Text adopted by Parliament, single reading  
2018/2899(RSP) - 26/03/2019  

The European Parliament adopted by 535 votes to 80 with 44 abstentions, a resolution on fundamental rights of people of African descent in Europe.

It called on Member States and the EU institutions to recognise that people of African descent, an estimated 15 million people of whom live in Europe, are subjected to racism, discrimination and xenophobia in particular, and to the unequal enjoyment of human and fundamental rights in general, amounting to structural racism. People of African descent are entitled to protection from these inequities, including positive measures for the promotion and the full and equal enjoyment of their rights.

Members recognised “Afrophobia”, “Afri-phobia” and “anti-black racism” as a specific form of racism, including any act of violence or discrimination, fuelled by historical abuses and negative stereotyping, and leading to the exclusion and dehumanisation of people of African descent. The Fundamental Rights Agency has documented the fact that minorities in Europe with sub-Saharan African backgrounds are particularly likely to experience racism and discrimination in all areas of life.

The Commission was called upon to develop an EU framework for national strategies for the social inclusion and integration of people of African descent and to include a focus on people of African descent in its current funding programmes and for the next multiannual period. A dedicated team should be set up within the relevant services, with a specific focus on Afrophobia issues. The European institutions were asked to adopt a workforce diversity and inclusion strategy that establishes a strategic plan for the participation of ethnic and racial minorities in their workforce that complements existing efforts to this end.

Anti-racist strategies and discrimination

Parliament called on Member States to develop national anti-racism strategies that address the comparative situation of people of African descent in areas such as education, housing, health, employment, policing, social services, the justice system and political participation and representation, and to encourage the participation of people of African descent in television programmes and other media, in order to adequately address their lack of representation, as well as the lack of role models for children of African descent.

EU institutions and Members States were called upon to:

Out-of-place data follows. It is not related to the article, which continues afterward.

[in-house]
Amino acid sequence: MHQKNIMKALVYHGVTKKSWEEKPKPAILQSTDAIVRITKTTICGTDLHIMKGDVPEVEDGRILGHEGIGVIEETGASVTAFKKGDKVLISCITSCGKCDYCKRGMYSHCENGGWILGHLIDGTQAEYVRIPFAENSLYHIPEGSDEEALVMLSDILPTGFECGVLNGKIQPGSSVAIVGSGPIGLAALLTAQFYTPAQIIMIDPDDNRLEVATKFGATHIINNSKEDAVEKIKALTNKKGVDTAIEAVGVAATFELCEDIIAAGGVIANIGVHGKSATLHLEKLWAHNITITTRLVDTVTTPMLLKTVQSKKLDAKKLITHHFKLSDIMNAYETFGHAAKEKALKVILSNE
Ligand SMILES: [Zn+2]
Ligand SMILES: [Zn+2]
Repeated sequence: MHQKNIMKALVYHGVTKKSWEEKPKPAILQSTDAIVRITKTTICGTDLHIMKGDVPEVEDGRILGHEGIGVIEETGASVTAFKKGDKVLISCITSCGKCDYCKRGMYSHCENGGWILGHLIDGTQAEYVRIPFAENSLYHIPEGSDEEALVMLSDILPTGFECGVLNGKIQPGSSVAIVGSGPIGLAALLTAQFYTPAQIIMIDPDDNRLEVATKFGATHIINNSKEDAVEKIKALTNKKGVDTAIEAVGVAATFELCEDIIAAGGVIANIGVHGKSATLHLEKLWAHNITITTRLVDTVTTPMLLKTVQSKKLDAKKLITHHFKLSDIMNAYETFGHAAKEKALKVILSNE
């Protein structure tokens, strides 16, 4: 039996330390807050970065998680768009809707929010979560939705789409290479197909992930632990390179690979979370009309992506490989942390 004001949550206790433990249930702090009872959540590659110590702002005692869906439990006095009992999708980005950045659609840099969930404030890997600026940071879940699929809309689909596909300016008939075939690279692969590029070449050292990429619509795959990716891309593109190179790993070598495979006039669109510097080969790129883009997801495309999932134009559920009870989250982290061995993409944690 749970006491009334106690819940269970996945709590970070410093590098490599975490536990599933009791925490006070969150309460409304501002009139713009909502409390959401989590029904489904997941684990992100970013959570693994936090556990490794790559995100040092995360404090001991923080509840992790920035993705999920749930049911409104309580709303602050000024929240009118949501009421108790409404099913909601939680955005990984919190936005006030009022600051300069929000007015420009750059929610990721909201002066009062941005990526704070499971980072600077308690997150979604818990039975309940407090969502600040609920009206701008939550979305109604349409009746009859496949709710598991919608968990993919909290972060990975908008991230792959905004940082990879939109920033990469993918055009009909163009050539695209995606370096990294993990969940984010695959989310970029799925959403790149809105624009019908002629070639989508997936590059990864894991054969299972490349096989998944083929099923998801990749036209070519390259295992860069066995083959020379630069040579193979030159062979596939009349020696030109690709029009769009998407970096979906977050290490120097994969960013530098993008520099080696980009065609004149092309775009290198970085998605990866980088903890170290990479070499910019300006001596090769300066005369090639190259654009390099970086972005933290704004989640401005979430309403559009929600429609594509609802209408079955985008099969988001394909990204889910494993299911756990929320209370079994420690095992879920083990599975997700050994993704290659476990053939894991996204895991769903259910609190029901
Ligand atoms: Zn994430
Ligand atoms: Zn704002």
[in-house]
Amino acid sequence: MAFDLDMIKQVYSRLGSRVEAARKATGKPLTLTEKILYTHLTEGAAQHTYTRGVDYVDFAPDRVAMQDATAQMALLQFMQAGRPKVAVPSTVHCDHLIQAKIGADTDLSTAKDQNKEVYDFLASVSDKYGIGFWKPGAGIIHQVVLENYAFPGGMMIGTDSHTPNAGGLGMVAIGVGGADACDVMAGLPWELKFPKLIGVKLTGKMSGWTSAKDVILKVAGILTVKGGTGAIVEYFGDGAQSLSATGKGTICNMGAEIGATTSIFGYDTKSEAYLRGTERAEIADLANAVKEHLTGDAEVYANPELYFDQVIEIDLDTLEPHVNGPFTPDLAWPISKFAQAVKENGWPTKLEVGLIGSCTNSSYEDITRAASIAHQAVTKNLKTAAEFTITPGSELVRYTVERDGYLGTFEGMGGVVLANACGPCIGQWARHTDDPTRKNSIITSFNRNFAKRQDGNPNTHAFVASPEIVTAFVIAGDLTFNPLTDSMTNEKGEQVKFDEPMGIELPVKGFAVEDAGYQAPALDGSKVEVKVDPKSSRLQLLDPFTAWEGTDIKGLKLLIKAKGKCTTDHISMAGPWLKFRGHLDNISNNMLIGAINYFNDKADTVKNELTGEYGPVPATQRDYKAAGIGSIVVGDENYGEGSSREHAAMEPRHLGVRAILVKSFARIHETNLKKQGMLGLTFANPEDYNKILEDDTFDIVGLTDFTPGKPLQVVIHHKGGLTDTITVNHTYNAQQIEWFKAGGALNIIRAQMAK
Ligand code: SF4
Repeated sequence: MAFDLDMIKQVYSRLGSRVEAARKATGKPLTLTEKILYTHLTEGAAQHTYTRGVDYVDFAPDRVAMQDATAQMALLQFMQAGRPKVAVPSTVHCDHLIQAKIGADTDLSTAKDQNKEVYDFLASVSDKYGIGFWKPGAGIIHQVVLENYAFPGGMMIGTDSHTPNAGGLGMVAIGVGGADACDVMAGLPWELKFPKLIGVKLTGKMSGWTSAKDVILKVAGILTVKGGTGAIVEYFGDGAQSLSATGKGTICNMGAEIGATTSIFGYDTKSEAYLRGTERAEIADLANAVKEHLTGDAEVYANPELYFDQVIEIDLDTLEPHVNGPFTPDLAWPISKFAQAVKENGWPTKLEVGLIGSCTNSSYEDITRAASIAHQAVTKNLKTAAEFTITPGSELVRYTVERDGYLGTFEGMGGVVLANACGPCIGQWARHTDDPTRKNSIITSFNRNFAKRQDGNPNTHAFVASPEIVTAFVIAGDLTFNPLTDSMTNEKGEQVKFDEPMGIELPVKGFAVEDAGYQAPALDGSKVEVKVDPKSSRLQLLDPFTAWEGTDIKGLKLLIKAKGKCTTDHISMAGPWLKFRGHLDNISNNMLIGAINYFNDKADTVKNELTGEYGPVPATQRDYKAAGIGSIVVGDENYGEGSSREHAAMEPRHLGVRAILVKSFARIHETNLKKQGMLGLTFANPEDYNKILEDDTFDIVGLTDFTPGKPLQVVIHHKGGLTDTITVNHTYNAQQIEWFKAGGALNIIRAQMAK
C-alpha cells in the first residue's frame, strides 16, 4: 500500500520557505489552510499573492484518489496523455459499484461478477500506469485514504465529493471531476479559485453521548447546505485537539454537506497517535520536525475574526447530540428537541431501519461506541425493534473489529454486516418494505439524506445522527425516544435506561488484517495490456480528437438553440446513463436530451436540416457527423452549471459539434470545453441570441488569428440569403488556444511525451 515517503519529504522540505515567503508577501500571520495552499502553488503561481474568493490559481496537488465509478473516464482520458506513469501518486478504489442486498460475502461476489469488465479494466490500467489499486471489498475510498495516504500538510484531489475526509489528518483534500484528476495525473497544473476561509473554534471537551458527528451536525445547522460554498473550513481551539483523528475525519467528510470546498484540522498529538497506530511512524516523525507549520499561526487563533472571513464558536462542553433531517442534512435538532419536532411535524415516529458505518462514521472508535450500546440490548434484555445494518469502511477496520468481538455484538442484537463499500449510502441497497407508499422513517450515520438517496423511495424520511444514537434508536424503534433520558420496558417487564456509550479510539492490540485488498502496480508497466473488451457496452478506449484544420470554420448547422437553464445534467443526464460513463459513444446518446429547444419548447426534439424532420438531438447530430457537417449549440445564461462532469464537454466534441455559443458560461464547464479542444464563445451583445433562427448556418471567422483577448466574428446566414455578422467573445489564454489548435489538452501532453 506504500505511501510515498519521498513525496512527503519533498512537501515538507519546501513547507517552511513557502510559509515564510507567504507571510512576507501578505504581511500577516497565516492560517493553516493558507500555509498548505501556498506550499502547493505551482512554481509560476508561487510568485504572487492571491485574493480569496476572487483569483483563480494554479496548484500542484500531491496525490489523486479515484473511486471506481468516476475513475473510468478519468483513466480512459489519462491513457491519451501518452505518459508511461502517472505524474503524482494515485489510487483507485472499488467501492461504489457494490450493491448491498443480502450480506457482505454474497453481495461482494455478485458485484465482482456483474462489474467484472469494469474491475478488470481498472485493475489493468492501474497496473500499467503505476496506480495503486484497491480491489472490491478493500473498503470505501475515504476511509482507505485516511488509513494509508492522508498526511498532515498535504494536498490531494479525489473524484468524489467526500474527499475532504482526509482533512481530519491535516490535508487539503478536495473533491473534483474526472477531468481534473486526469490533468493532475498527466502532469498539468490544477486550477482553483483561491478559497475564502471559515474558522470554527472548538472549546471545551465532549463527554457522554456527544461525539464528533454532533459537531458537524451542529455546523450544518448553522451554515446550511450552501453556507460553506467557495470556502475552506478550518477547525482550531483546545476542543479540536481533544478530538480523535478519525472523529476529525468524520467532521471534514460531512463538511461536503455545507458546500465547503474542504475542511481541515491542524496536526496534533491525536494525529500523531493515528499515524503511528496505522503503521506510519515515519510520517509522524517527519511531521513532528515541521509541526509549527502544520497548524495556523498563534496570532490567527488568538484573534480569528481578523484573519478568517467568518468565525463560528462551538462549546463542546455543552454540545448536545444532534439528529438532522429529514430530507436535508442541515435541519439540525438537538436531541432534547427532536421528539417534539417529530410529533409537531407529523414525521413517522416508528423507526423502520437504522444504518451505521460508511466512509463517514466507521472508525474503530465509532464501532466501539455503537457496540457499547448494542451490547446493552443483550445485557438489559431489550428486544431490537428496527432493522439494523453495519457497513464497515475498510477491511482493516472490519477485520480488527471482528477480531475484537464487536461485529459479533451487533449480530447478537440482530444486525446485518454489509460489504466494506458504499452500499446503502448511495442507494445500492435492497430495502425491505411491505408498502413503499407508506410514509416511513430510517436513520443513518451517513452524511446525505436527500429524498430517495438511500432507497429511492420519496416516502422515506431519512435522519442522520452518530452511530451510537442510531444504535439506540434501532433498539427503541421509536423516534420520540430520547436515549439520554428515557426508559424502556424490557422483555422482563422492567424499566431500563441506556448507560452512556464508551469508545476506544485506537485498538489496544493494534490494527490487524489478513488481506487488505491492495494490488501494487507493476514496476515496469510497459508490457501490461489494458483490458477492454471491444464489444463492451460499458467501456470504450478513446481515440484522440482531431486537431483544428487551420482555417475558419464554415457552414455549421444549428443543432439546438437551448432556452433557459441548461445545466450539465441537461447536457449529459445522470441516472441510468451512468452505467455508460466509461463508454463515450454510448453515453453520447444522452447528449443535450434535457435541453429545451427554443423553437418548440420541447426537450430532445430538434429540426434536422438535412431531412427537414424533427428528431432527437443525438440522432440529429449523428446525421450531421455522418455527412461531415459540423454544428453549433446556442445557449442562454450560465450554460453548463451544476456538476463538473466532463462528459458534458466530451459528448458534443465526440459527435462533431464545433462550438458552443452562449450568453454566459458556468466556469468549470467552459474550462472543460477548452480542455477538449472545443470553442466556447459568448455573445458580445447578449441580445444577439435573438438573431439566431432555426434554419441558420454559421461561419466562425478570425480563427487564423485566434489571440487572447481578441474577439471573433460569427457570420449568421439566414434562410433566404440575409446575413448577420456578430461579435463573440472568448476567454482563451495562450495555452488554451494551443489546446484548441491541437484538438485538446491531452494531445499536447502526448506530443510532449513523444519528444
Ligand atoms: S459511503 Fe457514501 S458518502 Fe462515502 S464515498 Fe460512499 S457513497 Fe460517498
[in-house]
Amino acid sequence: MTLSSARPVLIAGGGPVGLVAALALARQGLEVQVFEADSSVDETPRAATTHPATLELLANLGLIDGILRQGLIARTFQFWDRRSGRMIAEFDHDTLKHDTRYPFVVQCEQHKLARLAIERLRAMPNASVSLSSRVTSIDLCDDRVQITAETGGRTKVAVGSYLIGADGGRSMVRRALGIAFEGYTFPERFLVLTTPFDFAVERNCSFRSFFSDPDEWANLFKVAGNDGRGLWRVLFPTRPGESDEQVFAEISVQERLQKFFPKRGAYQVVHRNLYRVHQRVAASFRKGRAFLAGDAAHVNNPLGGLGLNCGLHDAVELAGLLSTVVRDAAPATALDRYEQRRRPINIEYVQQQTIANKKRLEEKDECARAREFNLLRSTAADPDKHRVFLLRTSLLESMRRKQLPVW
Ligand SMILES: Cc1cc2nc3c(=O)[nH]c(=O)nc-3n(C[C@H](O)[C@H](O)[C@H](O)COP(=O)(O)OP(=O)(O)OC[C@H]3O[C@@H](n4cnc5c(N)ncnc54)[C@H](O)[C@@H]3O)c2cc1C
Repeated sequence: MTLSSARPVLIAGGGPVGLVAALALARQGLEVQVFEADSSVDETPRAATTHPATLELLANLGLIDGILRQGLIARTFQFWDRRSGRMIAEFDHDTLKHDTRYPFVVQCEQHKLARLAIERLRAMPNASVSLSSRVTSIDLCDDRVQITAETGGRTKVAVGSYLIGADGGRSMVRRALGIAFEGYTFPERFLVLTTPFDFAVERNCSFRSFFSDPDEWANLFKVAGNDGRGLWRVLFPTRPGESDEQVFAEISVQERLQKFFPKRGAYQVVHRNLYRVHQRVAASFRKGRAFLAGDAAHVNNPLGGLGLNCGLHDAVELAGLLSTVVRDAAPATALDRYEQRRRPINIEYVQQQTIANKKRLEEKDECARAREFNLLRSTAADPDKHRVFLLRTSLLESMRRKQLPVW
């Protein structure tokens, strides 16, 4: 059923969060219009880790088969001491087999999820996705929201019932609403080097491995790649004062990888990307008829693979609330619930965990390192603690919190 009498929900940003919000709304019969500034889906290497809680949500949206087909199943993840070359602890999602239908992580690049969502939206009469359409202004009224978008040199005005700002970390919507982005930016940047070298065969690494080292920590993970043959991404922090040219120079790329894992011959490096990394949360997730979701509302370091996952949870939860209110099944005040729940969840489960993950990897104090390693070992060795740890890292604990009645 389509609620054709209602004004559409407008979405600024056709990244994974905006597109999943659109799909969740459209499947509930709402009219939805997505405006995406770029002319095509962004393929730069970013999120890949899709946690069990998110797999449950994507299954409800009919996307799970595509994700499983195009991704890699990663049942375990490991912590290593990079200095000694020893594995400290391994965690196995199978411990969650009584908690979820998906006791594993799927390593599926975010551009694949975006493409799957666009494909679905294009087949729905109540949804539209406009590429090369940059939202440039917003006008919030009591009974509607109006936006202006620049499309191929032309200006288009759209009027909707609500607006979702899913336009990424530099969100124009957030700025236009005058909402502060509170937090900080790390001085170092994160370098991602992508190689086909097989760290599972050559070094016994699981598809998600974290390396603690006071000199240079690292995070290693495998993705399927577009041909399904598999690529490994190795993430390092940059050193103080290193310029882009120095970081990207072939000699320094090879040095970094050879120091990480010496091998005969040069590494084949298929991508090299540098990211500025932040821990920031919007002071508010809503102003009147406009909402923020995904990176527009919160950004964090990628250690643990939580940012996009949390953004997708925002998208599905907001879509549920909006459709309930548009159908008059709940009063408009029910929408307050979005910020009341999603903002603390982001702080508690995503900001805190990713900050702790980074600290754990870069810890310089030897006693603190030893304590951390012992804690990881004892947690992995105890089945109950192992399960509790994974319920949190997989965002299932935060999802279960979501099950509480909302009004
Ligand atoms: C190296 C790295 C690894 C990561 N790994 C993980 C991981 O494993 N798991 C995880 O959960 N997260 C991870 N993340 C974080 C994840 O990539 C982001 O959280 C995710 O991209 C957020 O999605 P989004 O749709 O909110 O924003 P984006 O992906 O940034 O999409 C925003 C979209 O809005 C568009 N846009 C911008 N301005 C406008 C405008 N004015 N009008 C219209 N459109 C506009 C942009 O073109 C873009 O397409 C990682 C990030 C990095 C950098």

- make efforts to systematically fight ethnic discrimination and hate crime and, along with other key stakeholders, to develop effective, evidence-based legal and policy responses to these phenomena. Parliament stated that if data on ethnic discrimination and hate crime were to be collected, it should be for the sole purpose of identifying the roots of and combating xenophobic and discriminatory discourse and acts;

- effectively respond to hate crime, including the investigation of bias motivation for crimes based on race, national or ethnic origin, and to ensure that hate crimes against people of African descent are recorded, investigated, prosecuted and sanctioned;

- ensure that adults and children of African descent have equal access to quality education and care free from discrimination and segregation;

- support employment, entrepreneurship and economic empowerment initiatives for people of African descent;

- address discrimination against people of African descent in the housing market;

- ensure – taking into account existing legislation and practices – safe and legal avenues for migrants, refugees and asylum seekers to enter the EU.

Slavery and colonialism

The resolution referred to the need to officially acknowledge the histories of people of African descent in Europe, including slavery and the transatlantic slave trade, and those committed under European colonialism, as well as the vast achievements and positive contributions of people of African descent, through both the official recognition at EU and national level of the International Day of Remembrance of the Victims of Slavery and the Transatlantic Slave Trade and through establishing Black History Months

Members also called on Member States to declassify their colonial archives, and to make some form of reparations such as offering public apologies and the restitution of stolen artefacts to countries of origin. They encourages Member States to make the history of people of African descent part of their curricula and to present a comprehensive perspective on colonialism and slavery which recognises their historical and contemporary adverse effects on people of African descent

Criminal justice

Member States were urged to end racial or ethnic profiling in all forms in criminal law enforcement, counter-terrorism measures and immigration controls, and to officially recognise and combat practices of unlawful discrimination and violence through anti-racism and anti-bias training for the authorities. Parliament also asked Member States to monitor racial bias in their criminal justice and education systems and in their social services, and to take proactive steps to ensure equal justice and improve relations between the law enforcement authorities and minority communities, to ensure equal education and improve relations between the education authorities and minority communities, and to ensure equal social services,

Lastly, Parliament called on the Commission and the European External Action Service to effectively ensure that no EU funds are being made available, or any support or collaboration given to organisations or groups engaged in or connected to enslavement, trafficking and torture or to extortion directed at Black and African migrants.